by Benjamin Boehme
In this article I will write about the importance of stretching for freediving and how and when it is best done. I believe that stretching plays an important role for any kind of sport as stiffness in muscles cannot be of good use. In all sport I did so far I used to stretch at least a bit from time to time, but only when I started to freedive stretching became more and more important for me.
Often you see freediving schools who are linked with yoga centers or offer yoga classes. Many people found yoga through freediving and vice versa. In general, the flexibility that yoga and stretching provides is very useful to prevent muscle cramps, which could be very annoying on the ascent of a deeper dive or actually at any time. I’ve been diving with people who told me they use to get cramps at the end of almost each session. So stretching and proper hydration would be a way to get rid of those cramps. Other than that stretching plays a major role for your diving technique. If it is the flexibility of your ankles for a proper bi-fin (or flutter) kick or the shoulder flexibility to properly and comfortably raise the arms above your head for better balance and streamlining in monofin swimming.
Swimming with a monofin requires great flexibility in the shoulders, lower back, feet and ankles. Photo credit Jacques de Vos Photography
One of my spearfishing friends broke his ankle once and now has a metal plate in his foot. Since then he can’t properly stretch out his right foot which negatively affects his finning so that he ends up bending his knee too much and therefore loosing efficiency during his diving. Of course, I told him to stretch his ankle at least once a day to slowly get more flexible and maybe get back or at least close to normal. This ankle also affected his freefalling as his brain thought his foot was fully stretched out which it was not so he had to constantly focus on it which leaves less space to focus on other things like for example proper equalization.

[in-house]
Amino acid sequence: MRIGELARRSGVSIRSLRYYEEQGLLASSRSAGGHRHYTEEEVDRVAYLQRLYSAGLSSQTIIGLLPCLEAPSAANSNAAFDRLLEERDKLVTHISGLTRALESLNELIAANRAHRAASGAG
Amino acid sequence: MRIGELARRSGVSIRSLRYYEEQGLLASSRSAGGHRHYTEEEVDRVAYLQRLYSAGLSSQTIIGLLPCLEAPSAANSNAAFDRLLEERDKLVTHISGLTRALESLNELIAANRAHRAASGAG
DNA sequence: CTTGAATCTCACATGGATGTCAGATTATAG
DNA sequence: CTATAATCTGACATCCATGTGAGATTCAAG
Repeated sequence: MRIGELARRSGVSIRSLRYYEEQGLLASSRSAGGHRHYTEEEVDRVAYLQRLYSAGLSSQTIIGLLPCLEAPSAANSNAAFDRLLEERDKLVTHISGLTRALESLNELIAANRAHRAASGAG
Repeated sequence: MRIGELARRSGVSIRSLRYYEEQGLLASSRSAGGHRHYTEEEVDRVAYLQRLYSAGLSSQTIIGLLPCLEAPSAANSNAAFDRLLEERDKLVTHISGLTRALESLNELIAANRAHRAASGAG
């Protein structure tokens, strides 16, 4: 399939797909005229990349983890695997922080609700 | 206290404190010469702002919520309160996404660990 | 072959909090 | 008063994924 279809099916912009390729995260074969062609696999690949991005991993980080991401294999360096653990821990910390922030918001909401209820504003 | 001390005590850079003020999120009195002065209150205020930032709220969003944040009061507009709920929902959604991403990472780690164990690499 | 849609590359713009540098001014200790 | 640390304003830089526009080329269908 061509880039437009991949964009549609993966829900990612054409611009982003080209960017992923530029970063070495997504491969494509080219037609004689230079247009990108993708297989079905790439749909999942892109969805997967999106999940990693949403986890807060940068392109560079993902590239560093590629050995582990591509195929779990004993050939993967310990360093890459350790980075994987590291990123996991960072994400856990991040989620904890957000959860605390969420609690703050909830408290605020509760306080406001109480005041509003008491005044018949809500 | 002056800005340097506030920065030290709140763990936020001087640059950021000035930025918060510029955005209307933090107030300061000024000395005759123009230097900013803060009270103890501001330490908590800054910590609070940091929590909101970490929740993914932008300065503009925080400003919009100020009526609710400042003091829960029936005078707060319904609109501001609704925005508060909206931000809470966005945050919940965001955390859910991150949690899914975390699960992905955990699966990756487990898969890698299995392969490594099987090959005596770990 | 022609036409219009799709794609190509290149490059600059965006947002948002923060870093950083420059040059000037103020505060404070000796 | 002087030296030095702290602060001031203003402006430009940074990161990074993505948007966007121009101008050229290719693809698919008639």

Another very, very important benefit of stretching is to avoid/ prevent squeezing the lungs, of which a lot of freedivers have at least suffered once, or suffer regularly and struggle to overcome this annoying problem. Of course flexibility is not the only factor playing an important role when it comes to causes of lung squeeze, but it is one more variable less if you stretch your diaphragm and chest properly. I will go more in detail about causes of lung squeezes and squeezes in general later. For now we only focus on inflexibility as a cause. The science behind lung squeeze (also called lung barotrauma) is still being discussed, but it is quite safe to assume that one of its causes is the breaking of alveoli (tiny air sacs in the lungs) which will let blood flowing inside the alveoli (as nature wants to equalize the difference in pressure between the ambient pressure and the freediver airspaces’ pressure). If your diaphragm and rib cage are not flexible enough, they cannot compensate for the volume decrease of the lung volume, To make a comparison that is easy to understand, imagine taking an empty plastic water bottle which is taken down to depth. You will observe that the bottle starts to shrink as the pressure increases. At some point the plastic will not be flexible enough and will break and therefore allow water to get inside in order to equalize the pressure.